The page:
Finra handcuffs another broker over GPB sales

The Financial Industry Regulatory Authority Inc. last week fined another broker, this time wealth management aggregator Sanctuary Securities Inc., for negligently selling private placements of GPB Capital Holdings to clients in light of GPB’s failure in 2018 to publish audited financial statements for high risk, high commission investments.

In the settlement, Sanctuary Securities, along with 270 registered representatives and financial advisers, accepted Finra’s findings without admission or denial. Last Friday, the company was fined $60,000 and agreed to pay restitution of $48,000, plus interest, to affected customers.

The Indianapolis-based company was known as David A. Noyes & Co. until March 2020, when it changed its name to Sanctuary as part of a change in direction and control within the company. society, according to Finra.

The actions described in the Finra settlement predate David A. Noyes’ acquisition by Sanctuary Wealth in 2018, a company spokesperson wrote in an email. “The David A. Noyes brand no longer exists and no former members of the management team are currently employed by Sanctuary Wealth. We are happy to have resolved this prior issue.

The actions covered by the settlement date back to June 2018; that was when financial advisers and clients who had purchased GPB private placements were waiting for the company to file financial statements with the Securities and Exchange Commission for two of its largest funds, even though both funds had crossed industry thresholds to make this information public a year earlier.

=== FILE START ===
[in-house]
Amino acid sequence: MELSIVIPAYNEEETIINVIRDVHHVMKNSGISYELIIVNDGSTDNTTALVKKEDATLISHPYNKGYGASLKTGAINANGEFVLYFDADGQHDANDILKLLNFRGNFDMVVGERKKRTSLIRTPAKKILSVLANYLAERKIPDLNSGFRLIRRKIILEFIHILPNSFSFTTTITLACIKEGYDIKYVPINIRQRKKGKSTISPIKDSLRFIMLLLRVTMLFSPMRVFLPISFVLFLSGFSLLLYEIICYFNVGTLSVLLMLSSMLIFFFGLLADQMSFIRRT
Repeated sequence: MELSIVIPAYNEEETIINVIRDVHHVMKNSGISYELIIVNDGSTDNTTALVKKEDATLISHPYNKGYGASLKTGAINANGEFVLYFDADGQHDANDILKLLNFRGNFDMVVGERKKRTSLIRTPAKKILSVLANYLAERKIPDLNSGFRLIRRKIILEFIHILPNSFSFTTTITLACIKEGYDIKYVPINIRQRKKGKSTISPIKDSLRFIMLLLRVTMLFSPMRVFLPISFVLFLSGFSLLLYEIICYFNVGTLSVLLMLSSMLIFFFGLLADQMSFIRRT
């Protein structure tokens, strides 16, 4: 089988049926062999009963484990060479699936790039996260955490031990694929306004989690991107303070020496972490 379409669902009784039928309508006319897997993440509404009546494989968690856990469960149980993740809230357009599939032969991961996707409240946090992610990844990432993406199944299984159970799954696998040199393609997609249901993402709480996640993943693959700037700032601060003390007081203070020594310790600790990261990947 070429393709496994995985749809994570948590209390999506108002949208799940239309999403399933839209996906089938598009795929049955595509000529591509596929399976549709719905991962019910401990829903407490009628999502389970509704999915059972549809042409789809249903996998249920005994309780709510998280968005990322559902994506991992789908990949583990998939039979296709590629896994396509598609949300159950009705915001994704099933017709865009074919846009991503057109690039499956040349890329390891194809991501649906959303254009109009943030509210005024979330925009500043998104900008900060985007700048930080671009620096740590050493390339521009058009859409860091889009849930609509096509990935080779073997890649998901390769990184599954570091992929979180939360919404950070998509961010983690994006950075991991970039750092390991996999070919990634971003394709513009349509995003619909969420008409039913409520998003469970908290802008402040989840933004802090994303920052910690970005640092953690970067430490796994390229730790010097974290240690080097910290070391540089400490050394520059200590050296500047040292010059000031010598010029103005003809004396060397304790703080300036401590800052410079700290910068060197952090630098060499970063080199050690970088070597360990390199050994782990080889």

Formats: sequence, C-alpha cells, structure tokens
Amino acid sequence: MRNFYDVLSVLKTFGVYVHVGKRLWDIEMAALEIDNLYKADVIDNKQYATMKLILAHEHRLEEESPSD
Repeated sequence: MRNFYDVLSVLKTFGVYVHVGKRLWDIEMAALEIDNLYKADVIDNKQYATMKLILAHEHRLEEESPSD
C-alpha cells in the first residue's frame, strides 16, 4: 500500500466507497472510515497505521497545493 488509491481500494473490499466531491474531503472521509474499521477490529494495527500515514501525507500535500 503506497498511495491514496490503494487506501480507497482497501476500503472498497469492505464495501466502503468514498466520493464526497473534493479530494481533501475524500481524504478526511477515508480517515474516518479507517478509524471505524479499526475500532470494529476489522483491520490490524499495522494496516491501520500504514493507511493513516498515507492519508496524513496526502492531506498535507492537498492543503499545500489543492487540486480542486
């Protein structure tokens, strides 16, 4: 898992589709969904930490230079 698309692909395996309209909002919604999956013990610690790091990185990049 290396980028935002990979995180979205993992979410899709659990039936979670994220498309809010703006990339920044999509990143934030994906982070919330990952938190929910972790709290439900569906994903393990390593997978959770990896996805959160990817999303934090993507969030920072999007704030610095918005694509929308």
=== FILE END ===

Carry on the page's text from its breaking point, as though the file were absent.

After missing its deadline to file audited financial statements, GPB struggled, cutting dividends on some of its private placements. Last year, its founder David Gentile and other top executives were charged with fraud by the Justice Department.

According to Finra.

GPB Capital, a New York-based alternative asset management firm founded in 2013, has been the general partner of limited partnerships formed to acquire income-generating companies such as car dealerships and waste companies. GPB eventually raised $1.8 billion from investors. GPB has sold assets, but has yet to release clear plans on how investors are to recoup the money from those deals.

Meanwhile, Sanctuary Wealth said Friday it has hired Mary Ann Bartels as chief investment strategist. According to the company, Bartels spent more than two decades at Bank of America Merrill Lynch, where she was responsible for technical and market analysis, and headed the research investment committee.

‘IN the Office’ with organization expert Richard Hawkes

About the author